Dictionaries define ‘euphemism’, as replacing an offensive word with a more socially acceptable word. I often wonder why we have to play this charade. Does this change the reality of the situation at all? In the 60s, I was bugged by the American craze for being considered as socially and politically insensitive, if we called anyone ‘poor’.  The right word, if you were a caring member of a civil society, was to say ‘He belongs to the low income bracket’.

Congratulations, civil society, by waving this magic wand of verbal abracadabra, you have made the hapless subject richer by few thousand dollars, every year. Earlier, I used to lampoon fairy tales, but now I am a true believer - by just waving the magic wand of word play, the bitter reality can be redeemed, and so easily!

In India also, the way the delicate news of someone’s death is conveyed, has often taken me by surprise. As a north Indian, when I started my career in Bombay, I had to get used to the local lingo and mores. There was a knock and as I opened the door, there stood my neighbor, who solemnly declared, ‘Mr. Patel is off.’ Has Mr. Patel taken a day off or is he off mood - was the thought that crossed my mind. It took this dull head some time to realize the sad truth that, Mr. Patel had indeed died!

So over a period of time, I learnt that in the Gujarati community, in their version of English ‘off’ means, that the person is dead! Not bad by any standards! Come to think of it, the electrical switch of the life force of Mr. Patel was permanently switched ‘off’ by the Lord above. What a true description of that cosmic reality!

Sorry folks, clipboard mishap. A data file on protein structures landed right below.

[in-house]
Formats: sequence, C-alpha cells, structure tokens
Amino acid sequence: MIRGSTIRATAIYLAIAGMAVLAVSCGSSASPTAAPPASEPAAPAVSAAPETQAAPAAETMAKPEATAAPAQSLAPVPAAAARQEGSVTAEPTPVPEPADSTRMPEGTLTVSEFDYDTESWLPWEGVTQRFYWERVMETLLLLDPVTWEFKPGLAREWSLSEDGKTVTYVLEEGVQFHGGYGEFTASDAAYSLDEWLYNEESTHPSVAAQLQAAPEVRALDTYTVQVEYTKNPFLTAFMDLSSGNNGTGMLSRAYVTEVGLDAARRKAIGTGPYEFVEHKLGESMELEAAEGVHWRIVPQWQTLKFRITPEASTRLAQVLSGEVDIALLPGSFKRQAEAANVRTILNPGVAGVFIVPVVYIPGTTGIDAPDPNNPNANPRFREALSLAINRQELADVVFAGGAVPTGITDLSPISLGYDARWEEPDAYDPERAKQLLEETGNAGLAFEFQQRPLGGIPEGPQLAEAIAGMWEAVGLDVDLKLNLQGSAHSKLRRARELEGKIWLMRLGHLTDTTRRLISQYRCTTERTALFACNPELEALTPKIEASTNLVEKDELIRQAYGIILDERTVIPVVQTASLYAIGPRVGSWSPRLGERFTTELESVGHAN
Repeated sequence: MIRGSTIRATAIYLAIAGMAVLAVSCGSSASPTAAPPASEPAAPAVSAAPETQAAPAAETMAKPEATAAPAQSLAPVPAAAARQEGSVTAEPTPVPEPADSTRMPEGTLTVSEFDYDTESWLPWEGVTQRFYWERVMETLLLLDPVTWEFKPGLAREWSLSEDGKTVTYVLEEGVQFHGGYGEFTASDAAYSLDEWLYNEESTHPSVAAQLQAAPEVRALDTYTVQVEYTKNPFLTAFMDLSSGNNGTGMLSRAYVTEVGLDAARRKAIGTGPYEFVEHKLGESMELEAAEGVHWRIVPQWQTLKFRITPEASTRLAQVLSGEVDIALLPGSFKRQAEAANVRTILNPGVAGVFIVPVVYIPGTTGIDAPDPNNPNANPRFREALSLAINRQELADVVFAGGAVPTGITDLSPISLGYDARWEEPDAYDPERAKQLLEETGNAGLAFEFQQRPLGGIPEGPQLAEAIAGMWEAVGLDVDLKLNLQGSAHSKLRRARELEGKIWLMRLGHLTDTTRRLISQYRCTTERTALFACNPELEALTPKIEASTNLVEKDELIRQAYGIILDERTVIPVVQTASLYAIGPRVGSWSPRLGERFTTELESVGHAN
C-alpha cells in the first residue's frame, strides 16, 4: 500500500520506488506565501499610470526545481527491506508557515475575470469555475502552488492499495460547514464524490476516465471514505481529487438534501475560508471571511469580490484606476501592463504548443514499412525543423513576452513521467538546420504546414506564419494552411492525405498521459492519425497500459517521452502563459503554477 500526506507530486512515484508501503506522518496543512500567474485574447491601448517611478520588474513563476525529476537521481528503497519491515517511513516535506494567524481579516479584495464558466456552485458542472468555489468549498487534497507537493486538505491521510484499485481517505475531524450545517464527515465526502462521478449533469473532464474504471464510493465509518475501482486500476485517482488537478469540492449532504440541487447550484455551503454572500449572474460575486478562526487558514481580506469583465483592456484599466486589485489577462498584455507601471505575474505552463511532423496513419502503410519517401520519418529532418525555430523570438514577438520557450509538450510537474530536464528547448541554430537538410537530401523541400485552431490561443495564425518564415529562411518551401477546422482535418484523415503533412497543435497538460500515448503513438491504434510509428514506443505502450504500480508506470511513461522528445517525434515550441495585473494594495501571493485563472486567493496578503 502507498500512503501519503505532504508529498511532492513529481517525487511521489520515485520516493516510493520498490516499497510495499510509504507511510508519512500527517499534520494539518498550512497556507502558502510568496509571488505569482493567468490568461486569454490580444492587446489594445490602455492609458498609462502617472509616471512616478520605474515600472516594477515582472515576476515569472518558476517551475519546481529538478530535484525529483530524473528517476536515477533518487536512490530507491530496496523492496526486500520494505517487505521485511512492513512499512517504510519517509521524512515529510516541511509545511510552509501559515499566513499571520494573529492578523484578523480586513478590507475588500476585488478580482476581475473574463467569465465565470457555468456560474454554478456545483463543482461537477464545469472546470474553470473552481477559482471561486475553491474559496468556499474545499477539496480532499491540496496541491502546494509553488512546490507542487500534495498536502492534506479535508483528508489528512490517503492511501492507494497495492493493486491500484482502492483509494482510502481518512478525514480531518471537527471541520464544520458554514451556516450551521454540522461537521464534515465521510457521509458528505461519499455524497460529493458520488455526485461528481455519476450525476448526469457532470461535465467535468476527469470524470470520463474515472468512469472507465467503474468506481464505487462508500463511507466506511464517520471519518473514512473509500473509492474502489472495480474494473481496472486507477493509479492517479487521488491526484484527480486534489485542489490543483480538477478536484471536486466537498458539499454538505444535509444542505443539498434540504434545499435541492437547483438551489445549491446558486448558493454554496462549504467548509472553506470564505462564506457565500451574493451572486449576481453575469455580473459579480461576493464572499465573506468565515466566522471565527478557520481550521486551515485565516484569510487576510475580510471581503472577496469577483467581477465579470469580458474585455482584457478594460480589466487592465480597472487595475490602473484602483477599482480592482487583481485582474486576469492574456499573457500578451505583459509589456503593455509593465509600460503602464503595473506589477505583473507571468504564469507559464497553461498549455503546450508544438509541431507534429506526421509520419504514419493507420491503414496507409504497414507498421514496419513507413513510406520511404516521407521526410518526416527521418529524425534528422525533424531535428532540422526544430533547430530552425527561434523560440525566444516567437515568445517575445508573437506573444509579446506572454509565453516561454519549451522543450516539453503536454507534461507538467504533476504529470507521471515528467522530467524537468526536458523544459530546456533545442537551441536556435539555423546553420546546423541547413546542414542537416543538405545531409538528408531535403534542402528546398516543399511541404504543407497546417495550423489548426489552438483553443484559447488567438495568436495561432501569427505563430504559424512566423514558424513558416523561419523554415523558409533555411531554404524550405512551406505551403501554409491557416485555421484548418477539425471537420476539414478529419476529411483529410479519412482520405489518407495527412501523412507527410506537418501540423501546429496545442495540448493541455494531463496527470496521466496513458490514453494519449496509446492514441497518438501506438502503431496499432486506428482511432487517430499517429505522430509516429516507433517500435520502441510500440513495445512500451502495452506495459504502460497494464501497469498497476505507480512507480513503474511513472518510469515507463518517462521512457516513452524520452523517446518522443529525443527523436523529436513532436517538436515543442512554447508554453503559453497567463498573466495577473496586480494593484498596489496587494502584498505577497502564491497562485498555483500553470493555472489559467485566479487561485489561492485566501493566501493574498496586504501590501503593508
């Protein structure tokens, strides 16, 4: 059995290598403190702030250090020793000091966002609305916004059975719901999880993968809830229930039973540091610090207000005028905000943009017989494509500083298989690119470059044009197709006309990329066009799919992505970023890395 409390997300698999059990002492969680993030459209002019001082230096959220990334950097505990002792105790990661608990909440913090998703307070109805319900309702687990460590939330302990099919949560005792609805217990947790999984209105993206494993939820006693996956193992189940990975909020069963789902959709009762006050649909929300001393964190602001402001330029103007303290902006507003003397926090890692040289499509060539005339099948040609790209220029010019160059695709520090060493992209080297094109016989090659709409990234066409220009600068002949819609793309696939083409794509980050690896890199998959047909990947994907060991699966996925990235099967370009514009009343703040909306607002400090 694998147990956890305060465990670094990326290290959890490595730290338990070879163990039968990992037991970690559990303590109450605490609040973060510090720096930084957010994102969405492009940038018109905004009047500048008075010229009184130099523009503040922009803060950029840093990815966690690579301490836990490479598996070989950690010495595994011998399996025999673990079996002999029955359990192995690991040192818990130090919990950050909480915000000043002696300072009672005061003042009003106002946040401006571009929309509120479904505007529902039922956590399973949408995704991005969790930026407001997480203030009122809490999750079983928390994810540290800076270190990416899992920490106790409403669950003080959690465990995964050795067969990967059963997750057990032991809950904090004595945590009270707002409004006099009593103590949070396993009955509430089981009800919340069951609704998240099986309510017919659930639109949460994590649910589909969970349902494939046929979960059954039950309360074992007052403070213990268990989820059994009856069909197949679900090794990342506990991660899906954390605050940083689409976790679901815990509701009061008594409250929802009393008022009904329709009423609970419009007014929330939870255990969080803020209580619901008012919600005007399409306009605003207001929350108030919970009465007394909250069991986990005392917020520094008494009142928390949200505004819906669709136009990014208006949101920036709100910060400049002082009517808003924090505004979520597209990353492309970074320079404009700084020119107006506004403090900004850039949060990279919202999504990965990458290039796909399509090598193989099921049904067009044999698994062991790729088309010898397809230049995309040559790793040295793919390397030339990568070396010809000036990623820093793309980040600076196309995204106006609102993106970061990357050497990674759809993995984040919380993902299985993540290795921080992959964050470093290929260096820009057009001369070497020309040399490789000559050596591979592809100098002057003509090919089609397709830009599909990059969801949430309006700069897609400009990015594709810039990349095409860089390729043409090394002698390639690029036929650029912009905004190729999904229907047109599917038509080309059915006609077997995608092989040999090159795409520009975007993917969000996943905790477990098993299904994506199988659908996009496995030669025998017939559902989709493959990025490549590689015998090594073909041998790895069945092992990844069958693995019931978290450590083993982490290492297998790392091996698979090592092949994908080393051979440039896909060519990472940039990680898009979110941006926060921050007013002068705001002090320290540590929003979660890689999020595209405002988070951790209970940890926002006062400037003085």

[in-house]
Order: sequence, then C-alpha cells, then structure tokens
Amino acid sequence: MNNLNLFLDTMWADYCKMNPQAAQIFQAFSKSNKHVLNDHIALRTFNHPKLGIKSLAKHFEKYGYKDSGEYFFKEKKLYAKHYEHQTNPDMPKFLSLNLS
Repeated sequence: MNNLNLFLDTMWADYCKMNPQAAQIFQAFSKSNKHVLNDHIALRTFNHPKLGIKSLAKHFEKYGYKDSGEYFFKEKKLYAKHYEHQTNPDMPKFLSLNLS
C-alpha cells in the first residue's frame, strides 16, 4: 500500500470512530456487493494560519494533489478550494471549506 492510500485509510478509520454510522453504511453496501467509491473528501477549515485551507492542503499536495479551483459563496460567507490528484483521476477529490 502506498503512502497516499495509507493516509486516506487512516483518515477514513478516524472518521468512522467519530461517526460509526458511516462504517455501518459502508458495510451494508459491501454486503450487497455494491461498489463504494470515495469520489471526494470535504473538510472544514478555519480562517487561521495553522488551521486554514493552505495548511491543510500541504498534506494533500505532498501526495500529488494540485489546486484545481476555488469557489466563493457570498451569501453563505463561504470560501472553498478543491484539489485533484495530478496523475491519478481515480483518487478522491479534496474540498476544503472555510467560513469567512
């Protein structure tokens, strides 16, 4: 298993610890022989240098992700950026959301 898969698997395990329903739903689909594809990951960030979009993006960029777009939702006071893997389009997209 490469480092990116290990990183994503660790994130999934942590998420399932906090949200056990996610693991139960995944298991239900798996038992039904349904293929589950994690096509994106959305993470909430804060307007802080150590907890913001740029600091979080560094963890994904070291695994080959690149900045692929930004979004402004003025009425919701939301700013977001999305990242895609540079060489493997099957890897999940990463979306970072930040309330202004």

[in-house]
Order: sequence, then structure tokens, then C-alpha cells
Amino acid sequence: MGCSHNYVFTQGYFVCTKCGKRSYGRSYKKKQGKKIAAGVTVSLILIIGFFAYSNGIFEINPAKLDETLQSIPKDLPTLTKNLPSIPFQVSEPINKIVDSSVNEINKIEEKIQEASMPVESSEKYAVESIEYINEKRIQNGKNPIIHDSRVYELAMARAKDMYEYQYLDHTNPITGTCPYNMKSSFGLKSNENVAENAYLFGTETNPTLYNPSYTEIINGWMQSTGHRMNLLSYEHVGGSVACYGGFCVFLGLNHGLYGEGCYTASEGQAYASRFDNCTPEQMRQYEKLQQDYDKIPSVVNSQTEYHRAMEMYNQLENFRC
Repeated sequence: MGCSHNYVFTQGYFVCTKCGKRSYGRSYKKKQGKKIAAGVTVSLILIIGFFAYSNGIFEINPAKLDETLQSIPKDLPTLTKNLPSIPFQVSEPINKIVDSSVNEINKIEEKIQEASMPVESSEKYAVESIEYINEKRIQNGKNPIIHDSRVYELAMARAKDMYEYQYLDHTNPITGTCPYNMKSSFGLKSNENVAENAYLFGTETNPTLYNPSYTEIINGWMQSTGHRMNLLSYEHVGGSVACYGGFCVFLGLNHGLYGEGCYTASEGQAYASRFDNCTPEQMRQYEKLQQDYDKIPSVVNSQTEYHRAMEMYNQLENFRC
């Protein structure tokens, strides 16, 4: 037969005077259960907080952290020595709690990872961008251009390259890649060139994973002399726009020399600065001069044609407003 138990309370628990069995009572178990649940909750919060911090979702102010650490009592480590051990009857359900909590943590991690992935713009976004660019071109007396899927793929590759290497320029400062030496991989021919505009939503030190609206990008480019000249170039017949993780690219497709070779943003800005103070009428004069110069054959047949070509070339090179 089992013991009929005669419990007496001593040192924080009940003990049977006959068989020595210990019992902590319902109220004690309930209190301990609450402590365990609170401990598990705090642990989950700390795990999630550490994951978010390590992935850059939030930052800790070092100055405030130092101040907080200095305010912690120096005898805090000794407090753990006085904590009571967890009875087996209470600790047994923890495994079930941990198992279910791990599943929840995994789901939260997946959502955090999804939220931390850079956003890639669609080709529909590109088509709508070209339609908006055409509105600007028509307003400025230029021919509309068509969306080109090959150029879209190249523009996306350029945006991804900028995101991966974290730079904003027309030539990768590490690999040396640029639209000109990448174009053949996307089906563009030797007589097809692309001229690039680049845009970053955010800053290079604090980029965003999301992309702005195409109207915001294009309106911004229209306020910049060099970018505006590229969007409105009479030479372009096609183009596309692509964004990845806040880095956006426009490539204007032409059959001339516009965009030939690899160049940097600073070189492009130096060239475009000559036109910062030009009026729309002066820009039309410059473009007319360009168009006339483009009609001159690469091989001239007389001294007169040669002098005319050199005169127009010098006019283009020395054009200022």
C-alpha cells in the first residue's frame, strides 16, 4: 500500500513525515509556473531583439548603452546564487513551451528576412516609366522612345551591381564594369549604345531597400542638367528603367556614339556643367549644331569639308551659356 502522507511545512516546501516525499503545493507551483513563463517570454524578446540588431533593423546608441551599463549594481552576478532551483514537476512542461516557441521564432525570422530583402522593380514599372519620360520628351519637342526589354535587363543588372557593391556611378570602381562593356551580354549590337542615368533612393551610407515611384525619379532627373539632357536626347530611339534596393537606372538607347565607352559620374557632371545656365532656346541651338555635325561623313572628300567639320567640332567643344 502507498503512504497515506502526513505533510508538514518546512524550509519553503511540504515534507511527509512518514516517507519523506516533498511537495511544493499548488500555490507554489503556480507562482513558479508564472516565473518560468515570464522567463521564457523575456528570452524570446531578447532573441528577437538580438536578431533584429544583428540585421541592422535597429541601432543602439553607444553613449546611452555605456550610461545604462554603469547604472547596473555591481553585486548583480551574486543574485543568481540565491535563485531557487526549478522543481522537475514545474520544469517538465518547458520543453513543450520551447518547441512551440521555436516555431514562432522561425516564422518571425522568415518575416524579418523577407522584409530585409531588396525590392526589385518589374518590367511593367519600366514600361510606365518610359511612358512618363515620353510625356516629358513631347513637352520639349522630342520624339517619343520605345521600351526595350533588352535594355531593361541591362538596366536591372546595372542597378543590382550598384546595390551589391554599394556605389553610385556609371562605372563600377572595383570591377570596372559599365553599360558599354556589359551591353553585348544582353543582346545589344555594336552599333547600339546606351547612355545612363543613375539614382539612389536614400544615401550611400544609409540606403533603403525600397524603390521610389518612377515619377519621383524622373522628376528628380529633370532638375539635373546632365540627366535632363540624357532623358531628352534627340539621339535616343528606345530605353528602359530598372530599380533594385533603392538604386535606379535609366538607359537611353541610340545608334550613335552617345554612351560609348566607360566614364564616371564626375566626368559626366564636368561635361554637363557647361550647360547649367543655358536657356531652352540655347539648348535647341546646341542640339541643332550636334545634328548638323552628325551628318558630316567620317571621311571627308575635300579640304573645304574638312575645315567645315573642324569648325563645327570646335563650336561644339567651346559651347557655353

Politicians are past masters at the game of word play and sadly enough the media also falls for their ploys. For Pentagon, the Viet Nam war not a ‘war’, but ‘international armed conflict’. Both in Viet Nam and Iraq, when American soldiers got killed by fire from American soldiers, because of goof ups by the generals, the immense tragedy was written off by Pentagon as ‘collateral damage due to friendly fire’!

‘Friendly fire’: how do they explain this to the mourning bereaved families? Where are the generals? Let’s see them engage in such a public display of friendly fire themselves, right in front of our eyes.

To survive in a society run by manipulative presidents, manipulative politicians, manipulative salesman, etc. one has to understand their word play. They are past masters in the use of euphemisms - thereby painting a rosy present and a still rosier future. They make you feel rich, when there are holes in your pockets! To paraphrase from Hamlet:

“Words, words, words! Hamlet, what IS the matter?”

Hamlet to his inquisitor: “Words ARE the Matter!’

Our understanding of our condition and its imagery is purely based on the words we use or the others use to describe our ‘reality’. It is not experiential and it is clear deception. But by word play every things sounds so goody-goody, because it makes the unpalatable reality so charmingly bearable!

Editorial NOTE: This article is categorized under Opinion Section. The views expressed in this article are solely those of the author and do not necessarily represent the views of In case you have a opposing view, please click here to share the same in the comments section.